I made the switch to a new cell phone and carrier. The Galaxy Nexus on Verizon’s 4G LTE network.
I previously had a T-Mobile G2. First, I have to say the G2 is a very good phone. I really had no complaints about it, but I was mainly unhappy with T-Mobiles HSPA+ network. There were simply too many holes in their coverage. Verizon supposedly had a better network so I switched.
I went with the Galaxy Nexus since it was a brand new phone and as of this writing, the only phone available with Android 4.0 (hereforth referred to as ICS which is short for Ice Cream Sandwich – the codename for Android 4.0).
Right off the bat, the Nexus is thinner, lighter, and has a much larger and higher resolution screen. This is obvious simply by looking at the phone. The G2 was a slider phone, and the Nexus is not. I really was worried about losing a physical keyboard, and Im still getting used to it, but after switching keyboards from the stock ICS keyboard to SwiftKey+, I am happy again.
Aside from obvious hardware differences, my thoughts on ICS can basically be summarized as “meh”. Theres nothing wrong with Android 2.3 (Gingerbread). What ICS brings is a lot of software tweaks. The new skin is called Holo, and is actually pretty nice. Google went with a more simpler bluish theme with ICS. The new camera software is very fast. Plus, there is a new Gmail app, which is not available on any other phone. The new Gmail looks great on the Galaxy Nexus and takes advantage of the much higher resolution. Changing tags, and overall moving through your emails is MUCH easier than in the old app. Im sure there are many other sites out there that go into great detail about the new app, but I’ll just say that its a big step forward in my opinion.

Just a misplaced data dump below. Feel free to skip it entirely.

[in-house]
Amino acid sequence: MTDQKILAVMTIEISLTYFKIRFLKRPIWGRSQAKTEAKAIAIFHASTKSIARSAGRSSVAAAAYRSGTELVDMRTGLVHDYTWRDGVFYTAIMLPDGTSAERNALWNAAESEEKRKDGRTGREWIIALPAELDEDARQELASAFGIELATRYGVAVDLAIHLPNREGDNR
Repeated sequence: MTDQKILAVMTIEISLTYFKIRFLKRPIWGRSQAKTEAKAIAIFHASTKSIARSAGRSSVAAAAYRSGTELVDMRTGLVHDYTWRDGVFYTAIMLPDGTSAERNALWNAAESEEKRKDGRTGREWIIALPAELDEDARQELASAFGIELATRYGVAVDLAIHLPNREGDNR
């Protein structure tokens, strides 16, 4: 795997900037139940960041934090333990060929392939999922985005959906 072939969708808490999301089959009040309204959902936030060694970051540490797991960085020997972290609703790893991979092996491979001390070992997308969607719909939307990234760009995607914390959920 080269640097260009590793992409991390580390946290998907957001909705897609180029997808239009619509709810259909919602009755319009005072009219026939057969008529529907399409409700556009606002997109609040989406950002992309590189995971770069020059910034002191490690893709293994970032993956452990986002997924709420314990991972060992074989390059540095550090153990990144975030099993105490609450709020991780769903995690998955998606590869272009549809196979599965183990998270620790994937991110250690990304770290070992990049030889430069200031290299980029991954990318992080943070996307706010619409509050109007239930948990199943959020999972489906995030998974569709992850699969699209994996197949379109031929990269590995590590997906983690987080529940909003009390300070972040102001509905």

Another big change is in the default web browser. Where I used to use alternate browsers on my G2 such as Miren or Dolphin HD, the stock browser is real nice. I cant prove this, but I have a feeling this browser will eventually become Google Chrome for Android. It doesn’t have the name “Chrome” or “Chromium” anywhere, but it works with Google Sync, and all of my bookmarks came over from my desktop version of Chrome. There are other Chrome-esque features as well that are hard to describe. Another great feature of this new browser is it has some sort of hardware acceleration to speed up loading of websites. As websites are loading, they have a sort of low-res “dithered” look to them. This might sound bad, but you only see this dithering effect for a fraction of a second while a page is loading or graphics are drawing. The speed at which pages load, and are resized is really good. This new browser supports tabs, and many plug-ins such as Adobe Flash.
Aside from the Gmail client and the Browser, the biggest other software change is in the general UI of the phone. Contacts, the Dialer, and even the Settings menu has a classy blue interface that works very well. In some ways, I wonder if Google is aiming for a more straightforward approach to Android to take away some of the remaining iPhone users who are used to a simple, and easy to use UI.